Although there are not many remnants left, those that remain display the typical sculptural works of cultural value of the Chăm nationality.They are also vivid proof, confirming the history of a nationality living within the Vietnamese community boasting of a rich cultural tradition.
Why is it worth a visit?
Honorably recognized as a World Heritage in 1999, My Son Holy Land is captivating in various cultural values. Therefore, it is extremely useful and meaningful for those interested in Southeast Ahsian culture, which owes its core to ancient Cham culture, to drop off the land. Although time and the wars have destroyed some towers, the remaining sculptural and architectural remnants still reflect the style and history of the art of the Chăco\m people. Their masterpieces mark a glorious time for the architecture and culture of the Chăm, as well as of Southeast Asia.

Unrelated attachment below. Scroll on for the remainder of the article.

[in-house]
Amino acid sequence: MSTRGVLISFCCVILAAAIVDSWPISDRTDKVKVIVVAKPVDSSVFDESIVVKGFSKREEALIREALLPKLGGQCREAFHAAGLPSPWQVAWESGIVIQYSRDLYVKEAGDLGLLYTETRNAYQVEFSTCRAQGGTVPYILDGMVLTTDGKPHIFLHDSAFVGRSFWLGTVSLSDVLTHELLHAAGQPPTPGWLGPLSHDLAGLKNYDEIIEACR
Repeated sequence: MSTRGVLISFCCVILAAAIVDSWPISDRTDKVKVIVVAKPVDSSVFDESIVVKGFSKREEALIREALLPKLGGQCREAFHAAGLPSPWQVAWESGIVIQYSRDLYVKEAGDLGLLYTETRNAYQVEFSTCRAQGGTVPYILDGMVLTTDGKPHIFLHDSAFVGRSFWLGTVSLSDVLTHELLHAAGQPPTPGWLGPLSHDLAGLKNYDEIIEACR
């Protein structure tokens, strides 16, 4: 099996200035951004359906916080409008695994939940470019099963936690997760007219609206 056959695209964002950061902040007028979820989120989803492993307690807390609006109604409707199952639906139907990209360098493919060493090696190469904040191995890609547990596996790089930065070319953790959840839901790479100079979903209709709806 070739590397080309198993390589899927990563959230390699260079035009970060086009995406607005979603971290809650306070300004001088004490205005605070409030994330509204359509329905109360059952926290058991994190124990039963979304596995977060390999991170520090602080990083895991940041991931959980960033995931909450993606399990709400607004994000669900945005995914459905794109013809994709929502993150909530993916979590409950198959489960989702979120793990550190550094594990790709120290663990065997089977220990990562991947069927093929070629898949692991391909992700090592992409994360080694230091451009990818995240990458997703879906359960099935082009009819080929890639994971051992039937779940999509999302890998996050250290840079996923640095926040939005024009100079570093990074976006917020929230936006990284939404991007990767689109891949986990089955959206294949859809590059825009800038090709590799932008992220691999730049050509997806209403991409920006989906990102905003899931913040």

Are you a Cham culture reseacher? Are you an architect? Are you an archeologist? Or are you just a normal tourist? Well, whichever of those you are, you should soon pay a visit to this holy land to have understanding of a Vietnam’s ancient cultural element of unique sacred and mysterious beauty.
How to get there?
Every hotel and travel agency in Hoi An is selling excursions to Mỹ Sơn for unbelievably cheap prices. For a more rewarding experience it would be a good idea to get there before the tour buses arrive. You can hire a car and driver in Hoi An for around $20 and aim to be there at sunrise (truly atmospheric).